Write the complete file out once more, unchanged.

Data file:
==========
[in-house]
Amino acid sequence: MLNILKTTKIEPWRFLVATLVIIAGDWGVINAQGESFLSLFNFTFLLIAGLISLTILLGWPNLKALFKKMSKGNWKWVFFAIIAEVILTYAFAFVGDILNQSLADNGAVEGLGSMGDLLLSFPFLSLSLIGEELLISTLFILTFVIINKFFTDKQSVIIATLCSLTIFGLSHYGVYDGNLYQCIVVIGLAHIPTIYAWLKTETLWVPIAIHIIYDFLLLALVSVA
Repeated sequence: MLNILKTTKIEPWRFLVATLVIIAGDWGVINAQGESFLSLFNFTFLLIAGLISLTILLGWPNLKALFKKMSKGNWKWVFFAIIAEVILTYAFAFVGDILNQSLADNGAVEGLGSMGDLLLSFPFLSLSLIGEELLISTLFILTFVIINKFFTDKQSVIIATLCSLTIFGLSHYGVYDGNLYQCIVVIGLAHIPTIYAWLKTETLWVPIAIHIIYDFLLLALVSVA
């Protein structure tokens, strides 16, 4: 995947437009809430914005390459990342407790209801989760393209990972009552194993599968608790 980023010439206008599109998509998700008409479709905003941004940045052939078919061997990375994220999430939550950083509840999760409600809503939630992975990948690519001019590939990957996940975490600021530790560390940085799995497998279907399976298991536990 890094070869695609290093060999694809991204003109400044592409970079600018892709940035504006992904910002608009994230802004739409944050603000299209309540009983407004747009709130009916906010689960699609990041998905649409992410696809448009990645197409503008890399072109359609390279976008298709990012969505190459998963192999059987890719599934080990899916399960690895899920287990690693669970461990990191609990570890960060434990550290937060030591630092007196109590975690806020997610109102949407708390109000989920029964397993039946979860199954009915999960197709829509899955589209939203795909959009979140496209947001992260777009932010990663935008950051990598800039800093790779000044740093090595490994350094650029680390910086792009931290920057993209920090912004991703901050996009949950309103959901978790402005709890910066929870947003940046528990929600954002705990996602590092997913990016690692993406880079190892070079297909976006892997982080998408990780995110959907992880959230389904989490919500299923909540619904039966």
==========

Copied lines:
[in-house]
Amino acid sequence: MLNILKTTKIEPWRFLVATLVIIAGDWGVINAQGESFLSLFNFTFLLIAGLISLTILLGWPNLKALFKKMSKGNWKWVFFAIIAEVILTYAFAFVGDILNQSLADNGAVEGLGSMGDLLLSFPFLSLSLIGEELLISTLFILTFVIINKFFTDKQSVIIATLCSLTIFGLSHYGVYDGNLYQCIVVIGLAHIPTIYAWLKTETLWVPIAIHIIYDFLLLALVSVA
Repeated sequence: MLNILKTTKIEPWRFLVATLVIIAGDWGVINAQGESFLSLFNFTFLLIAGLISLTILLGWPNLKALFKKMSKGNWKWVFFAIIAEVILTYAFAFVGDILNQSLADNGAVEGLGSMGDLLLSFPFLSLSLIGEELLISTLFILTFVIINKFFTDKQSVIIATLCSLTIFGLSHYGVYDGNLYQCIVVIGLAHIPTIYAWLKTETLWVPIAIHIIYDFLLLALVSVA
């Protein structure tokens, strides 16, 4: 995947437009809430914005390459990342407790209801989760393209990972009552194993599968608790 980023010439206008599109998509998700008409479709905003941004940045052939078919061997990375994220999430939550950083509840999760409600809503939630992975990948690519001019590939990957996940975490600021530790560390940085799995497998279907399976298991536990 890094070869695609290093060999694809991204003109400044592409970079600018892709940035504006992904910002608009994230802004739409944050603000299209309540009983407004747009709130009916906010689960699609990041998905649409992410696809448009990645197409503008890399072109359609390279976008298709990012969505190459998963192999059987890719599934080990899916399960690895899920287990690693669970461990990191609990570890960060434990550290937060030591630092007196109590975690806020997610109102949407708390109000989920029964397993039946979860199954009915999960197709829509899955589209939203795909959009979140496209947001992260777009932010990663935008950051990598800039800093790779000044740093090595490994350094650029680390910086792009931290920057993209920090912004991703901050996009949950309103959901978790402005709890910066929870947003940046528990929600954002705990996602590092997913990016690692993406880079190892070079297909976006892997982080998408990780995110959907992880959230389904989490919500299923909540619904039966």